Integrated Pest Management (IPM)

Have you heard about Integrated Pest Management (IPM) but are not sure what it is?

IPM is a way to manage pest problems in your garden in an environmentally aware way. In essence, it's a practice that reduces or eliminates the use of synthetic chemicals and allows you to garden with fewer toxins that affect the environment, your property, beneficial insects and people.

IPM became a common gardening philosophy in the 1970s and it continues to grow in popularity. The goal is to restore balance and let a garden or crop thrive naturally by implementing some basic principles.

  • You don't need to eradicate pests, only control them.
  • Select crops that grow well in your zone, and remove diseased plants.
  • Observe and document pest activity. It's a great way to target and create effective IPM.
  • Use mechanical controls such as traps, barriers and fences; cultural controls like pest-resistant plants, hand-picking and regular irrigation; and biological controls like beneficial insects and birds.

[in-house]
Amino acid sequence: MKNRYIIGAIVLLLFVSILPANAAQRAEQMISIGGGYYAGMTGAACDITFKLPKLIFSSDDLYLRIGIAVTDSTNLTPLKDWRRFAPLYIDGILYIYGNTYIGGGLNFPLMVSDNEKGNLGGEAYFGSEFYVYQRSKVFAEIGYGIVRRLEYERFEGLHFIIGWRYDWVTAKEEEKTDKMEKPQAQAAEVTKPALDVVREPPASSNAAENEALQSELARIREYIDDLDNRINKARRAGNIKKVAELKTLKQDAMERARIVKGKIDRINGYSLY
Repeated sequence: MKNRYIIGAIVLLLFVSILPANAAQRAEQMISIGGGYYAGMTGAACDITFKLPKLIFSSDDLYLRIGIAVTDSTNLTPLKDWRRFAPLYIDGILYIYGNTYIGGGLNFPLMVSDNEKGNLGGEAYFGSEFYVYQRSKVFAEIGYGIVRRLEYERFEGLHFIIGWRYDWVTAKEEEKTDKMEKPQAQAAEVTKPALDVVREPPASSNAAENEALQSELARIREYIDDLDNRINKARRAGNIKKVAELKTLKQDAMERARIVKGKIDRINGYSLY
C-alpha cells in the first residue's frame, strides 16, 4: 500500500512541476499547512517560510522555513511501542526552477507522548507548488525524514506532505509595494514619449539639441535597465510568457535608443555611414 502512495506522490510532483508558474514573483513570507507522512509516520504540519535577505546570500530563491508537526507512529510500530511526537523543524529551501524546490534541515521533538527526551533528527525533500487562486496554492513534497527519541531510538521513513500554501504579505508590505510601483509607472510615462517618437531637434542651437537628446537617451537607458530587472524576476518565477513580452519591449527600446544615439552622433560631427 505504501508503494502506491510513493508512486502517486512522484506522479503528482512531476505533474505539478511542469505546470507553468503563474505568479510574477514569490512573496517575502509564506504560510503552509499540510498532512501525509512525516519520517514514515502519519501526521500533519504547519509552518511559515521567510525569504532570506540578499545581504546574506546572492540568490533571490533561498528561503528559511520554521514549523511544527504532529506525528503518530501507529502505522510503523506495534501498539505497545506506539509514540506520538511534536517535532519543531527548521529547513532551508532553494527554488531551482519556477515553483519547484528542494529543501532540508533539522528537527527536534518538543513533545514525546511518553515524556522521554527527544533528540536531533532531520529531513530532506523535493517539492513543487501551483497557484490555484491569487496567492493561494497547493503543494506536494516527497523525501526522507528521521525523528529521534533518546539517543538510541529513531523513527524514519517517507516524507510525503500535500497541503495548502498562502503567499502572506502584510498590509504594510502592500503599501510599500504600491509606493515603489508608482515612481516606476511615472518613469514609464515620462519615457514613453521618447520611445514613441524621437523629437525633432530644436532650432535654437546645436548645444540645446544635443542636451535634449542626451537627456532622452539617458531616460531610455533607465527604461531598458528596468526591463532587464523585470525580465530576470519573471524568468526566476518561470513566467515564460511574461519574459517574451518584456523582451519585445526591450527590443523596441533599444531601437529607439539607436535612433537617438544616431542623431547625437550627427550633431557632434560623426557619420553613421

• Use chemical pesticides responsibly as your last resort.


Implementing IPM in Your Garden

1. The first step you'll need to take to use IPM in your garden is to monitor and thoroughly assess your situation. In many cases, plant damage can be the result of improper care rather than disease or pests. Are you watering correctly? Using the right fertilization methods?

2. Identify any pests you have and be sure the identity is accurate. Choose disease- and pest-resistant crops or plants that grow well in your local area. Try growing seeds in an indoor space that doesn't have pests. Rotate your crops, prune and don't overwater.

3. The last part of IPM is control. You'll want to use the least risky controls first. Try the mechanical, cultural and biological methods or specifically targeted methods.